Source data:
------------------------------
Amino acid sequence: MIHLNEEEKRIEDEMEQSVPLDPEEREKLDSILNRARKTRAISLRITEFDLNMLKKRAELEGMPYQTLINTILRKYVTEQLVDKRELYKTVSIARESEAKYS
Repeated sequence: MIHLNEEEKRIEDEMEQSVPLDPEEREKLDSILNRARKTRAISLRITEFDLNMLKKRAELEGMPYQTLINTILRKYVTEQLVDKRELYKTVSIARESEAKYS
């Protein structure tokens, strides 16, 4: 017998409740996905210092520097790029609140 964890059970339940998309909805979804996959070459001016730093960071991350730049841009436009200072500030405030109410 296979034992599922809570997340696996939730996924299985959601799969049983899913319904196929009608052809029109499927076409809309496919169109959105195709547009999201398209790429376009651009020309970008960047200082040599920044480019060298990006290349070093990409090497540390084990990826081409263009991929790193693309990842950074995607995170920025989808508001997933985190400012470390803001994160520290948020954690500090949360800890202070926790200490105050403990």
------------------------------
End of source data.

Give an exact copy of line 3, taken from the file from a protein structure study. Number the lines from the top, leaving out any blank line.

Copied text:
């Protein structure tokens, strides 16, 4: 017998409740996905210092520097790029609140 964890059970339940998309909805979804996959070459001016730093960071991350730049841009436009200072500030405030109410 296979034992599922809570997340696996939730996924299985959601799969049983899913319904196929009608052809029109499927076409809309496919169109959105195709547009999201398209790429376009651009020309970008960047200082040599920044480019060298990006290349070093990409090497540390084990990826081409263009991929790193693309990842950074995607995170920025989808508001997933985190400012470390803001994160520290948020954690500090949360800890202070926790200490105050403990």